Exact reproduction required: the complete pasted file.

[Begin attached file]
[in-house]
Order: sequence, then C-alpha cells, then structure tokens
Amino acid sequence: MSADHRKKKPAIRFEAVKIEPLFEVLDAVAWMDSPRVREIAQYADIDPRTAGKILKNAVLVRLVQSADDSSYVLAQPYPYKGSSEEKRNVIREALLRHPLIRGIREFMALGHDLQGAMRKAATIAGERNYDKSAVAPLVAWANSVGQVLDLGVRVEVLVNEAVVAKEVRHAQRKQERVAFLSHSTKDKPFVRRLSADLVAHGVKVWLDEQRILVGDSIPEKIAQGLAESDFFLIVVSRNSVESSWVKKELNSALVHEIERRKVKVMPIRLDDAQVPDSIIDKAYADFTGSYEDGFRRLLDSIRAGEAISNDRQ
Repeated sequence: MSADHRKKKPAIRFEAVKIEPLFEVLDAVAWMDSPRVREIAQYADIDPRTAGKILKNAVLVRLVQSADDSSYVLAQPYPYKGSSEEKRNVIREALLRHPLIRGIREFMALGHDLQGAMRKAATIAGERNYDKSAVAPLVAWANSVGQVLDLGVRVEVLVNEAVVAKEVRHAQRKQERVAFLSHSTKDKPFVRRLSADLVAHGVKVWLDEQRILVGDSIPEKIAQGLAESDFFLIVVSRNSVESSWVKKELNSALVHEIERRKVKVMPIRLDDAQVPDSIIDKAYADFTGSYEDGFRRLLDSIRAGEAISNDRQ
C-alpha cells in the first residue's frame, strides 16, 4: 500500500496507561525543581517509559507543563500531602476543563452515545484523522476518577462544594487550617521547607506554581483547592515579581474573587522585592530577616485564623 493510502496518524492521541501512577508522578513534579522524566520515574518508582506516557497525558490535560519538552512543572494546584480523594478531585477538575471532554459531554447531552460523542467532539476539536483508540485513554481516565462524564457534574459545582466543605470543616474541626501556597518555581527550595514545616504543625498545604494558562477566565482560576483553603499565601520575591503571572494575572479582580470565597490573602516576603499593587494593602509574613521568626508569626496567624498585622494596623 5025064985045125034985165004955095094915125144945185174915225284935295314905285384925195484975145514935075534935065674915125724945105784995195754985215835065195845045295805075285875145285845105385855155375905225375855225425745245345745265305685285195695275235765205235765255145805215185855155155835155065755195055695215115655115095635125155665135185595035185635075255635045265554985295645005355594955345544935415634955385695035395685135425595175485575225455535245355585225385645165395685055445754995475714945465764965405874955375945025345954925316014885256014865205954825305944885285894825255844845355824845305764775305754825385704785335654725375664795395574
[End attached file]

[in-house]
Order: sequence, then C-alpha cells, then structure tokens
Amino acid sequence: MSADHRKKKPAIRFEAVKIEPLFEVLDAVAWMDSPRVREIAQYADIDPRTAGKILKNAVLVRLVQSADDSSYVLAQPYPYKGSSEEKRNVIREALLRHPLIRGIREFMALGHDLQGAMRKAATIAGERNYDKSAVAPLVAWANSVGQVLDLGVRVEVLVNEAVVAKEVRHAQRKQERVAFLSHSTKDKPFVRRLSADLVAHGVKVWLDEQRILVGDSIPEKIAQGLAESDFFLIVVSRNSVESSWVKKELNSALVHEIERRKVKVMPIRLDDAQVPDSIIDKAYADFTGSYEDGFRRLLDSIRAGEAISNDRQ
Repeated sequence: MSADHRKKKPAIRFEAVKIEPLFEVLDAVAWMDSPRVREIAQYADIDPRTAGKILKNAVLVRLVQSADDSSYVLAQPYPYKGSSEEKRNVIREALLRHPLIRGIREFMALGHDLQGAMRKAATIAGERNYDKSAVAPLVAWANSVGQVLDLGVRVEVLVNEAVVAKEVRHAQRKQERVAFLSHSTKDKPFVRRLSADLVAHGVKVWLDEQRILVGDSIPEKIAQGLAESDFFLIVVSRNSVESSWVKKELNSALVHEIERRKVKVMPIRLDDAQVPDSIIDKAYADFTGSYEDGFRRLLDSIRAGEAISNDRQ
C-alpha cells in the first residue's frame, strides 16, 4: 500500500496507561525543581517509559507543563500531602476543563452515545484523522476518577462544594487550617521547607506554581483547592515579581474573587522585592530577616485564623 493510502496518524492521541501512577508522578513534579522524566520515574518508582506516557497525558490535560519538552512543572494546584480523594478531585477538575471532554459531554447531552460523542467532539476539536483508540485513554481516565462524564457534574459545582466543605470543616474541626501556597518555581527550595514545616504543625498545604494558562477566565482560576483553603499565601520575591503571572494575572479582580470565597490573602516576603499593587494593602509574613521568626508569626496567624498585622494596623 5025064985045125034985165004955095094915125144945185174915225284935295314905285384925195484975145514935075534935065674915125724945105784995195754985215835065195845045295805075285875145285845105385855155375905225375855225425745245345745265305685285195695275235765205235765255145805215185855155155835155065755195055695215115655115095635125155665135185595035185635075255635045265554985295645005355594955345544935415634955385695035395685135425595175485575225455535245355585225385645165395685055445754995475714945465764965405874955375945025345954925316014885256014865205954825305944885285894825255844845355824845305764775305754825385704785335654725375664795395574